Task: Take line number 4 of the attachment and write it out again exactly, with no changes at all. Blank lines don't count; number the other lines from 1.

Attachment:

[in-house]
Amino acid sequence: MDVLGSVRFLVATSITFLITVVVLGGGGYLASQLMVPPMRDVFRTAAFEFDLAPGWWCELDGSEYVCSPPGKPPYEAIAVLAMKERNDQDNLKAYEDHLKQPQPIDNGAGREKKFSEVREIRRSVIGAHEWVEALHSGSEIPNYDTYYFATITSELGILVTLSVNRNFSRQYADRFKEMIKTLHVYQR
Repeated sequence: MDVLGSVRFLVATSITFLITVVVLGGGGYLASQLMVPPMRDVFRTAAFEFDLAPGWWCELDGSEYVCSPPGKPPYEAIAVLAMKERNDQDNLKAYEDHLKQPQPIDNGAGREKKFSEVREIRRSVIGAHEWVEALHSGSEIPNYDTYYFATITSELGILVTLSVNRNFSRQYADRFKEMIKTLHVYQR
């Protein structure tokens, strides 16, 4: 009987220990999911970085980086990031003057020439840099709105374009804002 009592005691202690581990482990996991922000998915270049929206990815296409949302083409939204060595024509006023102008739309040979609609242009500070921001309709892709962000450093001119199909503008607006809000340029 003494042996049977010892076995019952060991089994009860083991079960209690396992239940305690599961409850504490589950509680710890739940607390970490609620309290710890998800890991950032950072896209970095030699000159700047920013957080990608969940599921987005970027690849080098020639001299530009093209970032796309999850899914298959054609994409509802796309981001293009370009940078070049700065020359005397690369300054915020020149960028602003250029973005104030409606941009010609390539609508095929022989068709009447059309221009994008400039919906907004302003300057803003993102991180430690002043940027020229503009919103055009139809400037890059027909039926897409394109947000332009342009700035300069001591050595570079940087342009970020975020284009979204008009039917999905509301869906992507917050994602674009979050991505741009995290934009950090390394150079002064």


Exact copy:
């Protein structure tokens, strides 16, 4: 009987220990999911970085980086990031003057020439840099709105374009804002 009592005691202690581990482990996991922000998915270049929206990815296409949302083409939204060595024509006023102008739309040979609609242009500070921001309709892709962000450093001119199909503008607006809000340029 003494042996049977010892076995019952060991089994009860083991079960209690396992239940305690599961409850504490589950509680710890739940607390970490609620309290710890998800890991950032950072896209970095030699000159700047920013957080990608969940599921987005970027690849080098020639001299530009093209970032796309999850899914298959054609994409509802796309981001293009370009940078070049700065020359005397690369300054915020020149960028602003250029973005104030409606941009010609390539609508095929022989068709009447059309221009994008400039919906907004302003300057803003993102991180430690002043940027020229503009919103055009139809400037890059027909039926897409394109947000332009342009700035300069001591050595570079940087342009970020975020284009979204008009039917999905509301869906992507917050994602674009979050991505741009995290934009950090390394150079002064």